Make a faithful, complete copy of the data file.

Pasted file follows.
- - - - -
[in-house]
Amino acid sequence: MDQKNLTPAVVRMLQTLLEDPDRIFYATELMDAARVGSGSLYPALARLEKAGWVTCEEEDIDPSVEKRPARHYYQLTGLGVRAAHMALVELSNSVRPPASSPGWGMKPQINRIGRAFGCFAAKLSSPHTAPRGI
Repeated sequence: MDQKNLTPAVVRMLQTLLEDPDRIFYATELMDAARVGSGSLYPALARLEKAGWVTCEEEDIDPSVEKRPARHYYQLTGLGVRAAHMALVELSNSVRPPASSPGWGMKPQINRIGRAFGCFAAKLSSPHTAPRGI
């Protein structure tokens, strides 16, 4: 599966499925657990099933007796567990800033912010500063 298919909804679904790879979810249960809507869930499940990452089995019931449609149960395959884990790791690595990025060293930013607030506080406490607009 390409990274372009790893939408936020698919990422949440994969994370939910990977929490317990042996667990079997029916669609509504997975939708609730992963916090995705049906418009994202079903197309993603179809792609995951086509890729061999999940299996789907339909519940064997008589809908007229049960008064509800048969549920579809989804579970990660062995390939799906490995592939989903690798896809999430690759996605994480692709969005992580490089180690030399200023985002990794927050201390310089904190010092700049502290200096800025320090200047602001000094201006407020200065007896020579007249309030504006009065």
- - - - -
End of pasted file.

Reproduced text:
[in-house]
Amino acid sequence: MDQKNLTPAVVRMLQTLLEDPDRIFYATELMDAARVGSGSLYPALARLEKAGWVTCEEEDIDPSVEKRPARHYYQLTGLGVRAAHMALVELSNSVRPPASSPGWGMKPQINRIGRAFGCFAAKLSSPHTAPRGI
Repeated sequence: MDQKNLTPAVVRMLQTLLEDPDRIFYATELMDAARVGSGSLYPALARLEKAGWVTCEEEDIDPSVEKRPARHYYQLTGLGVRAAHMALVELSNSVRPPASSPGWGMKPQINRIGRAFGCFAAKLSSPHTAPRGI
């Protein structure tokens, strides 16, 4: 599966499925657990099933007796567990800033912010500063 298919909804679904790879979810249960809507869930499940990452089995019931449609149960395959884990790791690595990025060293930013607030506080406490607009 390409990274372009790893939408936020698919990422949440994969994370939910990977929490317990042996667990079997029916669609509504997975939708609730992963916090995705049906418009994202079903197309993603179809792609995951086509890729061999999940299996789907339909519940064997008589809908007229049960008064509800048969549920579809989804579970990660062995390939799906490995592939989903690798896809999430690759996605994480692709969005992580490089180690030399200023985002990794927050201390310089904190010092700049502290200096800025320090200047602001000094201006407020200065007896020579007249309030504006009065």